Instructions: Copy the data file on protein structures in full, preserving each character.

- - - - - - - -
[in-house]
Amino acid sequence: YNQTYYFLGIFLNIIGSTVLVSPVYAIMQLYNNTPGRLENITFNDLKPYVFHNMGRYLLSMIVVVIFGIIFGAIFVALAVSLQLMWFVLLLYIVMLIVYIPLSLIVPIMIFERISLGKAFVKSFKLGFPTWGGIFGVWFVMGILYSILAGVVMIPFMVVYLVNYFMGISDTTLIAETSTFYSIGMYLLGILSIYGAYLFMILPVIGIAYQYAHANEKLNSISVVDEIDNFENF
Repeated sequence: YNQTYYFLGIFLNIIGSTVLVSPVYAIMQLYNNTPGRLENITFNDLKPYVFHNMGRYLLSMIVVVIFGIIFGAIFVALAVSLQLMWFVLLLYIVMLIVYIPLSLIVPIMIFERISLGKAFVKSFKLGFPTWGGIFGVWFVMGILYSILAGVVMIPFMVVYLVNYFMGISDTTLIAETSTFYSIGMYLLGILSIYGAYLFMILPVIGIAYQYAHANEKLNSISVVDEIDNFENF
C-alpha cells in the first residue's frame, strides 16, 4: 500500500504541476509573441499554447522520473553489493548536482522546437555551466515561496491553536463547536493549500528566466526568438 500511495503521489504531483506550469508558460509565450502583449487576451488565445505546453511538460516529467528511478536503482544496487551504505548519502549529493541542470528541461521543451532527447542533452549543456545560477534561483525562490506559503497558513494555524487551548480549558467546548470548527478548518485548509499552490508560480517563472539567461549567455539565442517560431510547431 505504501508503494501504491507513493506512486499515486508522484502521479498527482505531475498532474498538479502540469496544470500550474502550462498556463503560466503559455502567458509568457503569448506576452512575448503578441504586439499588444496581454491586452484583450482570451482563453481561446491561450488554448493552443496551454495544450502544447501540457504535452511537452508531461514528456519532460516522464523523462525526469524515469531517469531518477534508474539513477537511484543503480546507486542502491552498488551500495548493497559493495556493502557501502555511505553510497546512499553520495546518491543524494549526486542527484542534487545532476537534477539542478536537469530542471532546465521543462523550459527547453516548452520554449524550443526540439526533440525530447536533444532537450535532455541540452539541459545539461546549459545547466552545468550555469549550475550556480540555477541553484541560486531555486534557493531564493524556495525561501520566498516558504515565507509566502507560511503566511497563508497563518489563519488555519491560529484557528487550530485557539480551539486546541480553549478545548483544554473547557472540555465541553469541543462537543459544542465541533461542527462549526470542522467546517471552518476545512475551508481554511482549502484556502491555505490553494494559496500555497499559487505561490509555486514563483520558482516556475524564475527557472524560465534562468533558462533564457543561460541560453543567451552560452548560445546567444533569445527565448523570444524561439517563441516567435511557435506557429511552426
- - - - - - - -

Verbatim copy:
[in-house]
Amino acid sequence: YNQTYYFLGIFLNIIGSTVLVSPVYAIMQLYNNTPGRLENITFNDLKPYVFHNMGRYLLSMIVVVIFGIIFGAIFVALAVSLQLMWFVLLLYIVMLIVYIPLSLIVPIMIFERISLGKAFVKSFKLGFPTWGGIFGVWFVMGILYSILAGVVMIPFMVVYLVNYFMGISDTTLIAETSTFYSIGMYLLGILSIYGAYLFMILPVIGIAYQYAHANEKLNSISVVDEIDNFENF
Repeated sequence: YNQTYYFLGIFLNIIGSTVLVSPVYAIMQLYNNTPGRLENITFNDLKPYVFHNMGRYLLSMIVVVIFGIIFGAIFVALAVSLQLMWFVLLLYIVMLIVYIPLSLIVPIMIFERISLGKAFVKSFKLGFPTWGGIFGVWFVMGILYSILAGVVMIPFMVVYLVNYFMGISDTTLIAETSTFYSIGMYLLGILSIYGAYLFMILPVIGIAYQYAHANEKLNSISVVDEIDNFENF
C-alpha cells in the first residue's frame, strides 16, 4: 500500500504541476509573441499554447522520473553489493548536482522546437555551466515561496491553536463547536493549500528566466526568438 500511495503521489504531483506550469508558460509565450502583449487576451488565445505546453511538460516529467528511478536503482544496487551504505548519502549529493541542470528541461521543451532527447542533452549543456545560477534561483525562490506559503497558513494555524487551548480549558467546548470548527478548518485548509499552490508560480517563472539567461549567455539565442517560431510547431 505504501508503494501504491507513493506512486499515486508522484502521479498527482505531475498532474498538479502540469496544470500550474502550462498556463503560466503559455502567458509568457503569448506576452512575448503578441504586439499588444496581454491586452484583450482570451482563453481561446491561450488554448493552443496551454495544450502544447501540457504535452511537452508531461514528456519532460516522464523523462525526469524515469531517469531518477534508474539513477537511484543503480546507486542502491552498488551500495548493497559493495556493502557501502555511505553510497546512499553520495546518491543524494549526486542527484542534487545532476537534477539542478536537469530542471532546465521543462523550459527547453516548452520554449524550443526540439526533440525530447536533444532537450535532455541540452539541459545539461546549459545547466552545468550555469549550475550556480540555477541553484541560486531555486534557493531564493524556495525561501520566498516558504515565507509566502507560511503566511497563508497563518489563519488555519491560529484557528487550530485557539480551539486546541480553549478545548483544554473547557472540555465541553469541543462537543459544542465541533461542527462549526470542522467546517471552518476545512475551508481554511482549502484556502491555505490553494494559496500555497499559487505561490509555486514563483520558482516556475524564475527557472524560465534562468533558462533564457543561460541560453543567451552560452548560445546567444533569445527565448523570444524561439517563441516567435511557435506557429511552426